daily addition of the corresponding enzyme. The whole
process took 110 h [45].
Due to the applied temperature, the relative activity
of peptidase in EMBR-1 decreased to 82 ± 6.9% of its
initial value during the preliminary hydrolysis. As for
EMBR-2, its initial activity remained the same during
the preliminary hydrolysis (26–38 h) and decreased to
82% after 24 h of filtration (38–62 h). The two reactors
maintained stable conditions because the activities
were adjusted every 24 h. The experiment proved that
CSTMRs can be used for commercial production of
functional antioxidant ingredients based on sodium
caseinate [45].
Guadix et al. studied hydrolyzate production of
hypoallergenic whey [44]. The research objective was
Figure 2 Block diagram of a two-stage installation of a two-stage enzymatic membrane bioreactor with continuous hydrolysis
Enzymatic membrane bioreactor – 1
Retentate 1
Substrate Enzymatic
UV-filtration Heating
Sedimentation Sediment
Permeate 1
Enzymatic membrane bioreactor – 2
Retentate 2
Permeate 2
hydrolysis UV-filtration
Ryazantseva K.A. et al. Foods and Raw Materials, 2021, vol. 9, no. 2, pp. 271–280
to create a stable long-term process for the production
of whey protein hydrolysates with low antigenicity. The
study was based on other scientific schools of continuous
hydrolysis. For instance, specialists from the University
of Illinois (USA) studied continuous hydrolysis of
soy protein from Promin-D in a CSTMR with hollow
membrane fibers. At the initial stage, the conversion rate
was 90%, which dropped to 60% after 10 h because of
the leakage of the enzyme through the membrane and
thermal deactivation. The Illinois team also studied
milk protein hydrolysis. They hydrolyzed casein with
alkalase, also in a CSTMR with hollow fibers. Their
experiments determined the efficiency of the reactor at
50 and 37°C. After a 15-h fermentative treatment, the
degree of conversion dropped from 96 to 62% at 50°C
and from 75 to 51% at 37°C. Like in the first case, the
efficiency fell down because of enzyme leakage, thermal
deactivation, and enzyme-membrane interactions.
French scientists studied the effect of operating
variables on the performance of hollow fiber CSTMRs
for hydrolysis of blood plasma proteins using alcalase.
After 35 h of operation, the permeate flow dropped due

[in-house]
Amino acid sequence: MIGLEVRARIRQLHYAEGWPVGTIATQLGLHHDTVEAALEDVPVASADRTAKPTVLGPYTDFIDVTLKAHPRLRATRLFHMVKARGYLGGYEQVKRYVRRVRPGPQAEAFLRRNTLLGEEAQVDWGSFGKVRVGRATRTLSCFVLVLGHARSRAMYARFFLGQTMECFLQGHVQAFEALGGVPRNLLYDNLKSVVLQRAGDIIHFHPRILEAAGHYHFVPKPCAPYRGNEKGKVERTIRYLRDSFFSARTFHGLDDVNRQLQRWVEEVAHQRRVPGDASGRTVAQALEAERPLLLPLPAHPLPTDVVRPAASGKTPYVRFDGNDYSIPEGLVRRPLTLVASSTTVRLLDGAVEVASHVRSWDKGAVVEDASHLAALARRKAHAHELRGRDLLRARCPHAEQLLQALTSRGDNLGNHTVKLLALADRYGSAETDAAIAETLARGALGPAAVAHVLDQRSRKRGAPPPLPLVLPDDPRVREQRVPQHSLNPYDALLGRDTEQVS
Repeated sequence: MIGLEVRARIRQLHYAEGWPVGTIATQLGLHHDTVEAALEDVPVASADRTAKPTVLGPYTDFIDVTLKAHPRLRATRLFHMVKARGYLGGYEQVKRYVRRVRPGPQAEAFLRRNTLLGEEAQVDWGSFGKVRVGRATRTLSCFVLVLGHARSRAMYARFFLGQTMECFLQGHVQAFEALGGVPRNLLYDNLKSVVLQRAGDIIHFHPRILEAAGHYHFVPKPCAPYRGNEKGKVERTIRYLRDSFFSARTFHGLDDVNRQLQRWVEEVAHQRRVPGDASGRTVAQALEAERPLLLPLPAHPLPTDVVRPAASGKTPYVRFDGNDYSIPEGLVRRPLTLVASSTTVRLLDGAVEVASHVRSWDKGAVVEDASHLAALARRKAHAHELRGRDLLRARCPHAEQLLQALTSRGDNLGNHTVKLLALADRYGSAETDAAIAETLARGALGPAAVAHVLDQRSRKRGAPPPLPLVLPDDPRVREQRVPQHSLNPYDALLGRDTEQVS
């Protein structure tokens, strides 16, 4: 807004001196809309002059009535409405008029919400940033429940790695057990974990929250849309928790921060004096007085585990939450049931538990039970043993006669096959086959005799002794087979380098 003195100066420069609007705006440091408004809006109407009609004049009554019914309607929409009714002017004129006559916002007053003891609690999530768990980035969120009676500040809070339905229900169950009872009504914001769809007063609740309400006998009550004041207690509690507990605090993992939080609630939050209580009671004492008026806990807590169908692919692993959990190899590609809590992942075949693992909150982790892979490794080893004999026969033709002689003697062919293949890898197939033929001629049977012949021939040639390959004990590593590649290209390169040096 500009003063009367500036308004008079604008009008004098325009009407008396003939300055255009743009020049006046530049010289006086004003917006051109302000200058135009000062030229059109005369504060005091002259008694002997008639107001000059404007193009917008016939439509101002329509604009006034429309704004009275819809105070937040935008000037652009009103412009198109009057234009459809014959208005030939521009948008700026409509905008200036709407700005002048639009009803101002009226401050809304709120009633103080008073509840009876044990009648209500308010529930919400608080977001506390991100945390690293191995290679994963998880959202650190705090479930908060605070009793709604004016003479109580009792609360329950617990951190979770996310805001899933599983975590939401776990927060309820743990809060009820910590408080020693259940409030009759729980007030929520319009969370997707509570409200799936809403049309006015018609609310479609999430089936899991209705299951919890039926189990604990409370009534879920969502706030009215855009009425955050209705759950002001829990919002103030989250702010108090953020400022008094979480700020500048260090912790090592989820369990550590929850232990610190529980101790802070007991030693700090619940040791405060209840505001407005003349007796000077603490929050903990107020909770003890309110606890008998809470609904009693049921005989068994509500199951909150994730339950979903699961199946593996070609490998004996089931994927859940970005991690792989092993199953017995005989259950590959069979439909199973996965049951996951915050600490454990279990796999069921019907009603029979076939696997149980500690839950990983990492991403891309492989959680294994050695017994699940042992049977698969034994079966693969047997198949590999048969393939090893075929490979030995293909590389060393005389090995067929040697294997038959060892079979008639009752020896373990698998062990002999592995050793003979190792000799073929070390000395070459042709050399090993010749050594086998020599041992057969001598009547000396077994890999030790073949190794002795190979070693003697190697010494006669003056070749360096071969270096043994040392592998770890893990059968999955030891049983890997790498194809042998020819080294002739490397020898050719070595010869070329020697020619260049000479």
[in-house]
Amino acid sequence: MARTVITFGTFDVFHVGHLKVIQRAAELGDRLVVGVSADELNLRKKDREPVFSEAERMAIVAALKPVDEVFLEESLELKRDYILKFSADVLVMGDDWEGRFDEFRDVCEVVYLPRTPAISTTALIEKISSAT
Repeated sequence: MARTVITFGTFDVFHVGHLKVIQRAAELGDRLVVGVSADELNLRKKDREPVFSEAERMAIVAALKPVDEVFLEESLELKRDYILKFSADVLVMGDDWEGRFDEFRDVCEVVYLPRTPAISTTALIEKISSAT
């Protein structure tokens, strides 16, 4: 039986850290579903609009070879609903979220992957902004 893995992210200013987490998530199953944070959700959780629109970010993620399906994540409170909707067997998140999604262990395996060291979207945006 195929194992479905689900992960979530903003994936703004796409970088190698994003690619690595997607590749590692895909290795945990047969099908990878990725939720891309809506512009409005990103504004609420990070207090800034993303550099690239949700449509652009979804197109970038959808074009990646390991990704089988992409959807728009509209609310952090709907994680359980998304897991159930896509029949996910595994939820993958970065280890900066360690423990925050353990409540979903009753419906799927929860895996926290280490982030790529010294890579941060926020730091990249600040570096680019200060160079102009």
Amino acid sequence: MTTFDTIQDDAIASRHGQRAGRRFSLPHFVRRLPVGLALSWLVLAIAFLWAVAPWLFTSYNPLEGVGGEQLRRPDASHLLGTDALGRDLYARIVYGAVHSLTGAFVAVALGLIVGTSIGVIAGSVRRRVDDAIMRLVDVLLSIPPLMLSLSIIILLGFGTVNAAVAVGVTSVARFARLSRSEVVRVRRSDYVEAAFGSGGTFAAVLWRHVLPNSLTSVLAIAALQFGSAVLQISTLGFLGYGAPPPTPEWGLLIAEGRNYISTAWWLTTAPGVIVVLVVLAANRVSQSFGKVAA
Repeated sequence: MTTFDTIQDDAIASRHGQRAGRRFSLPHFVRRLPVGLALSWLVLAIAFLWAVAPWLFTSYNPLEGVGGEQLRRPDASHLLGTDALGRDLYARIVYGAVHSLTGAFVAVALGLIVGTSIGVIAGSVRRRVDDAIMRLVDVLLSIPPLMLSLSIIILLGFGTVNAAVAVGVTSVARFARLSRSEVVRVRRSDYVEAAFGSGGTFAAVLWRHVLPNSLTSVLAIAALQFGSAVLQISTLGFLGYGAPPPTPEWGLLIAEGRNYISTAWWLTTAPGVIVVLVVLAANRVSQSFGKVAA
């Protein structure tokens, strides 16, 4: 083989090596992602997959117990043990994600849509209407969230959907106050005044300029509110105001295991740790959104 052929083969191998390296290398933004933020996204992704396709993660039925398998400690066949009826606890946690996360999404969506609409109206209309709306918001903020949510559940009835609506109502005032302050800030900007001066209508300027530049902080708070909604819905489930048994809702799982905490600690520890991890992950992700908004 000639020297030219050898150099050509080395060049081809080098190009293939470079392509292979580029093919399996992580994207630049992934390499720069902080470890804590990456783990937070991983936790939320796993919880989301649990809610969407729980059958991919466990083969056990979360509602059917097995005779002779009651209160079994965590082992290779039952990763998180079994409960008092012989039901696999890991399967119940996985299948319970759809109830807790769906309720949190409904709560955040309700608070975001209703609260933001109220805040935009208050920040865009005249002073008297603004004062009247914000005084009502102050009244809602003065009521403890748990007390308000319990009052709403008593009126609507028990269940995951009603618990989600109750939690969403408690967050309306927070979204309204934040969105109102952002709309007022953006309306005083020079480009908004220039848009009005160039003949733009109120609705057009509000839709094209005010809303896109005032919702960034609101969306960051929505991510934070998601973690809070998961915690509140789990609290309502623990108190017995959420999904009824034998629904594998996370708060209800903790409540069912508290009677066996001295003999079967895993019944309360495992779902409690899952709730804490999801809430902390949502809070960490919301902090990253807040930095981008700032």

to membrane clogging, which occurred as a result of
the polarizing layer that accumulated on the membrane
surface. Spanish and Colombian biochemists hydrolyzed
whey proteins with alcalase using the same CSTMRs
with hollow fibers. They managed to maintain an
uninterrupted process only for 7 h because of the
rapid clogging and the inactivation of enzymes. Both
the proteolysis regimes and the design features of the
membranes obviously needed correction.
A team from Taiwan managed to maintain
uninterrupted operation for 16 h. In addition to alcaslase,
they also included Flavuerzyme into the enzyme
preparation. The Laboratory of New Dairy Technologies
(France) used CSTMRs to obtain specific bioactive
peptides by hydrolysis of casein-macropeptide.
Cow’s milk whey is not the only type of whey in
such studies. Cambridge specialists studied hydrolysates
of goat whey from the point of view of the formation of
biologically active peptide compounds. Goat whey was
hydrolyzed with pepsin in an enzymatic reactor. The
ultrafiltration polymer membrane was combined with a
mineral membrane with a cut-off of 30 kDa. Peptides in
the permeate were separated by reversed-phase HPLC,
which is the most common method for separating
milk peptides [46, 47]. As β-lactoglobulin is resistant
to pepsin, most opioid and antihypertensive peptides
were derived from α-lactalbumin. Pepsin exhibited a
considerable substrate specificity; the molecular weights
of the obtained peptides ranged from dipeptides to very
large peptides with disulfide bridges (150–6900 Da). As
a result of the α-lactalbumin hydrolysis, the amount of
peptides with a molecular weight of ≤ 600 Da was 36%,
600–2000 Da – 24%, and ≥ 2000 Da – 40%.
Guadix et al. hydrolyzed diluted milk whey
concentrate (50 g protein/L) in a CSTMR at 50°C and
pH 8.5 using Protex 6L bacterial protease obtained from
Bacillus licheniformis. The design of the membrane
reactor included a 3-L vessel, an automatic controller
of pH and temperature, a recirculation pump, and
a frame membrane ultrafiltration module with a
polyethersulfone plate with an effective area of 0.07 m2
and a molecular weight cut-off of 3 kDa. The reaction
mix was continuously recirculated at a rate of 1.5 L/min
with a pump at a rate of 0–15 L/min. The pump was
installed between the reaction vessel and the inlet of the
membrane module.
As a result of membrane clogging, the permeate
flow dropped from 10 mL/min to 6.3 mL/min after
16 h. After 10 h of operation, the degree of hydrolysis
stabilized at about 80%, while the permeate flow
stabilized after 13 h. As the permeate flow decreased
during the first 13 h, the enzymes demonstrated signs
of thermal inactivation. The resulting hydrolyzate
contained peptides that consisted of four amino acids.
The content of antigenic whey protein decreased by
99.97% in the final product, which means that it can
be used in hypoallergenic diets, baby food, and enteral
feeding. However, the authors had to compensate for the
loss of enzymatic activity by feeding small amounts of
fresh enzyme [44].
O’Halloran et al. developed an EMBR in which